By Nivriti Butalia
George Orwell said, “Whatever is funny is subversive, every joke is ultimately a custard pie.”
There’s a lot that’s clever-funny about an exhibition in Abu Dhabi, and it’s not highbrow or inaccessible, if that’s your worry. It’s even free.
The critic John Berger, in his four-part series Ways of Seeing (from where the exhibition borrows the concept), gave us a heads-up to not be too concerned by the “false mystification that surrounds art”. Art, he said, is not meant just for the “narrow preserves of the art expert”. Berger’s series is full of great, relief-giving, eye-opening titbits for those of us who feel like bumpkins gaping at incomprehensible stuff.
Think of the exhibition as a “brain massage”, says Maya Allison, gallery director and chief curator of the NYU Abu Dhabi Art Gallery. When I told her I didn’t understand the fuss about at least three exhibits, she walked me back to them, and broke it down for me, and then I got the fuss — sort of.
One such over-my-head installation was of threads in a room, ‘black and red acrylic yarn’, from roof to floor. You could weave around the threads and it wasn’t an entirely pleasant sensation. I didn’t want to go back into the room. This work is Fred Sandback’s Untitled (Sculptural Study, Twenty-two-part Vertical Construction), 1992-2016. Allison explained it had to do with how we’re used to seeing everything on the horizontal plane, but when you switch that around, the vertical aspect makes you feel giddy. Hmmm, okay.
Some works are immediately quirky and fun. The wall clock whose hands don’t move but the clock itself rotates: Gegen den Lauf (Wall Clock), 2012; Alicja Kwade), a box of Milky Way chocolates with a brass plate next to it that says NO, One on One (Milky Way), 2012; Hans-Peter Feldmann, and so on.
“If you want to access the truth, sometimes you have to make an effort, it’s not easy, you have to be curious and make that effort, in this case to crawl into this particular piece…” as Till Fellrath said about Gustav Metzger’s work Historic Photographs: To Crawl Into.
Fellrath gave a tour of the works to a bunch of media folks on September 2, a day before the doors were open to everybody.
There is a five-breath rule that Ossian Ward talks about in his book Ways of Looking. It involves “simply standing still for a minute or two to take stock: I’m using five deep inhalations and exhalations as a guide. Too often we judge a book by its cover, dismissing a contemporary work of art as soon as we see it: ‘It’s a boring video’, or ‘There’s too much text to read’, or ‘It’s too abstract, so I couldn’t be bothered’, go the usual excuses’. I’m not suggesting you punish yourself for hours on end by looking at every piece you encounter in depth, only that you should give everything a little time, a few minutes of calm contemplation, before you move on to the next in our box of tools, which will hopefully help you unpick a work’s possible meaning.”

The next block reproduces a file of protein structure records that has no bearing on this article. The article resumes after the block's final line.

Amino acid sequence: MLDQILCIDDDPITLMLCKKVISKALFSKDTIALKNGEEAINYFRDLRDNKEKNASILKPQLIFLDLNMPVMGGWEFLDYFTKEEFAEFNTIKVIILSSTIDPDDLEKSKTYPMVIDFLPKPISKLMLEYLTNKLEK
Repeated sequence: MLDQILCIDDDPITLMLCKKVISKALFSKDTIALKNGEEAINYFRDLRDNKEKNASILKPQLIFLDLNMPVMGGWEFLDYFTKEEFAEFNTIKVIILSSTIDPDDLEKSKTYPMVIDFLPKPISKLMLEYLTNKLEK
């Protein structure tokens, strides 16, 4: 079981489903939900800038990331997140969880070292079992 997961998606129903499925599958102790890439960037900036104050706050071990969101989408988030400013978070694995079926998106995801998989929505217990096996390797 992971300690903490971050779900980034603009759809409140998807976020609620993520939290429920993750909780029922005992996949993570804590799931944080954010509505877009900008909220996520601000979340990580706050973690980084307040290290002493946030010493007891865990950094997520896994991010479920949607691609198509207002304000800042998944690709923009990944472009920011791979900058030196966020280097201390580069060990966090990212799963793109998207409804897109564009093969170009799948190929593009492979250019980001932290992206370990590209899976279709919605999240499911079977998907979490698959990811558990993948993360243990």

The funny, subversive stuff then comprises 26 artists and 41 works and they span different media. There’s painting, sculpture, photography, sound, film and installation works.
I asked Allison if it was a simple exhibition to curate. It isn’t. It may look simple or funny or easy, but she says it was a complex one. I got some insight into how walls and positioning — which work should be placed next to which — are such an integral part of a curator’s job.
Prior to Abu Dhabi, the exhibition was held in Istanbul and Brussels. The curators like to include a local flavour so that the works are “in dialogue with the local setting” says Fellrath. So you find works by Emiratis and Arabs: Hassan Sharif, Lateefa bint Maktoum, among others; and references to local topics. There’s Andreas Gursky’s photo: Dubai World 1, 2007. A cheeky one, Kohle (1TRekord), 2010; Alicja Kwade, is a pallet of gold bricks that points to how at one point even coal had great value. “It’s a play on who’s generating the wealth”, Fellrath explains. “And a very fun piece to start the exhibition.”
Nivriti knows almost nothing about art, but for the amateur interest
Ways of Seeing is on till Nov 17 at NYUAD. Entry free. For more: nyuad-artgallery.org